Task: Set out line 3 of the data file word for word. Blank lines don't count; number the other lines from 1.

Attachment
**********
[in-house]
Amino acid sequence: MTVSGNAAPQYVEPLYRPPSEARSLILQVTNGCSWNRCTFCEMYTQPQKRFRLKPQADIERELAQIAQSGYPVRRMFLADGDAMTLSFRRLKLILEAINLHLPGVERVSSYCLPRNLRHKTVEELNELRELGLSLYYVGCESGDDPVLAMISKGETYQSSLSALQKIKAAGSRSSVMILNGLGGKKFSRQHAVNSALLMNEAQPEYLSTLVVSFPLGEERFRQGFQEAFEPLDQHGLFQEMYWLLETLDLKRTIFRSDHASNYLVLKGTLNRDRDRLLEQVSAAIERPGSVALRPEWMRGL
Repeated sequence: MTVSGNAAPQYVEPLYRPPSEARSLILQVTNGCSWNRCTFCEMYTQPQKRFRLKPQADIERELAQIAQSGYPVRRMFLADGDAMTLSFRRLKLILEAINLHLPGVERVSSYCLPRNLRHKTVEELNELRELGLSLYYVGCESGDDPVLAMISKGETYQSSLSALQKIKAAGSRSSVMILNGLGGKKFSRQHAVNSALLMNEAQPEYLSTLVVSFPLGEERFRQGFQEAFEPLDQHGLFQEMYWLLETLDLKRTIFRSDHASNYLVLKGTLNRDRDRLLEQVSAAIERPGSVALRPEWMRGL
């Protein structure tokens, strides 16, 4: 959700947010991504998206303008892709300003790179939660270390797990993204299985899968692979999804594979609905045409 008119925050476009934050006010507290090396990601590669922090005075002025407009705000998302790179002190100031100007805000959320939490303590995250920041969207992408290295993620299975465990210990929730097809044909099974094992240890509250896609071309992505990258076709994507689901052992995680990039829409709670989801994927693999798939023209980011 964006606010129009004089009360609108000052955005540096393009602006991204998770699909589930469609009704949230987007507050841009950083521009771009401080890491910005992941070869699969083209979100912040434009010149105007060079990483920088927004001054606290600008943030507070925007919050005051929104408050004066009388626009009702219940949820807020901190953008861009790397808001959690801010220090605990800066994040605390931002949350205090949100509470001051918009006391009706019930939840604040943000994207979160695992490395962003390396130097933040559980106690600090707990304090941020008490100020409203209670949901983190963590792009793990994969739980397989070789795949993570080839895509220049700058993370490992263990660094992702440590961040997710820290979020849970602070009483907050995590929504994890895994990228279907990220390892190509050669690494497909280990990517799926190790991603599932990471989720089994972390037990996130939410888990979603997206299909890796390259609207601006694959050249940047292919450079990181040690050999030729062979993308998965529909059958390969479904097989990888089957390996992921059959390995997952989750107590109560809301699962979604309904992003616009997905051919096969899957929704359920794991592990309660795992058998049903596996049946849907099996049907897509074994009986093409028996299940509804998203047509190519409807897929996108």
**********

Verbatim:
Repeated sequence: MTVSGNAAPQYVEPLYRPPSEARSLILQVTNGCSWNRCTFCEMYTQPQKRFRLKPQADIERELAQIAQSGYPVRRMFLADGDAMTLSFRRLKLILEAINLHLPGVERVSSYCLPRNLRHKTVEELNELRELGLSLYYVGCESGDDPVLAMISKGETYQSSLSALQKIKAAGSRSSVMILNGLGGKKFSRQHAVNSALLMNEAQPEYLSTLVVSFPLGEERFRQGFQEAFEPLDQHGLFQEMYWLLETLDLKRTIFRSDHASNYLVLKGTLNRDRDRLLEQVSAAIERPGSVALRPEWMRGL